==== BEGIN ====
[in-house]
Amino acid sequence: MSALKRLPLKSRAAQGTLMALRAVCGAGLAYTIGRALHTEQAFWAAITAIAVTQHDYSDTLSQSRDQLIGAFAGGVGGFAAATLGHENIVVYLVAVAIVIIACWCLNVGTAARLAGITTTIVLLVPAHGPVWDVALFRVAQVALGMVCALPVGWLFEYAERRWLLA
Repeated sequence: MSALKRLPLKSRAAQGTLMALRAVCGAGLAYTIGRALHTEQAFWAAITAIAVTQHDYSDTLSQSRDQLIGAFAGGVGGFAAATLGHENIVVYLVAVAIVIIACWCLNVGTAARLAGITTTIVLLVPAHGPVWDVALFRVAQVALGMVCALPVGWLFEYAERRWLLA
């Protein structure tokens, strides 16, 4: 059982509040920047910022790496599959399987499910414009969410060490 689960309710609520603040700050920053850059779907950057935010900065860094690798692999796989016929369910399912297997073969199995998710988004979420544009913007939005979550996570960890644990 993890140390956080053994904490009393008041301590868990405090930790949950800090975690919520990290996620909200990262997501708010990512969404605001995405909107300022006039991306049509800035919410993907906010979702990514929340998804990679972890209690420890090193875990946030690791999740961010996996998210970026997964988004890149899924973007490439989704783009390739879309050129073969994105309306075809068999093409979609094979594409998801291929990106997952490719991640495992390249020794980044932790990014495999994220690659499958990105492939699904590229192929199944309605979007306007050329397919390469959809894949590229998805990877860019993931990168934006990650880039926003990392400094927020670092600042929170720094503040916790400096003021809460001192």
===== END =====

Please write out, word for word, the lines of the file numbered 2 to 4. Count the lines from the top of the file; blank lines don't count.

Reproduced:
Amino acid sequence: MSALKRLPLKSRAAQGTLMALRAVCGAGLAYTIGRALHTEQAFWAAITAIAVTQHDYSDTLSQSRDQLIGAFAGGVGGFAAATLGHENIVVYLVAVAIVIIACWCLNVGTAARLAGITTTIVLLVPAHGPVWDVALFRVAQVALGMVCALPVGWLFEYAERRWLLA
Repeated sequence: MSALKRLPLKSRAAQGTLMALRAVCGAGLAYTIGRALHTEQAFWAAITAIAVTQHDYSDTLSQSRDQLIGAFAGGVGGFAAATLGHENIVVYLVAVAIVIIACWCLNVGTAARLAGITTTIVLLVPAHGPVWDVALFRVAQVALGMVCALPVGWLFEYAERRWLLA
């Protein structure tokens, strides 16, 4: 059982509040920047910022790496599959399987499910414009969410060490 689960309710609520603040700050920053850059779907950057935010900065860094690798692999796989016929369910399912297997073969199995998710988004979420544009913007939005979550996570960890644990 993890140390956080053994904490009393008041301590868990405090930790949950800090975690919520990290996620909200990262997501708010990512969404605001995405909107300022006039991306049509800035919410993907906010979702990514929340998804990679972890209690420890090193875990946030690791999740961010996996998210970026997964988004890149899924973007490439989704783009390739879309050129073969994105309306075809068999093409979609094979594409998801291929990106997952490719991640495992390249020794980044932790990014495999994220690659499958990105492939699904590229192929199944309605979007306007050329397919390469959809894949590229998805990877860019993931990168934006990650880039926003990392400094927020670092600042929170720094503040916790400096003021809460001192």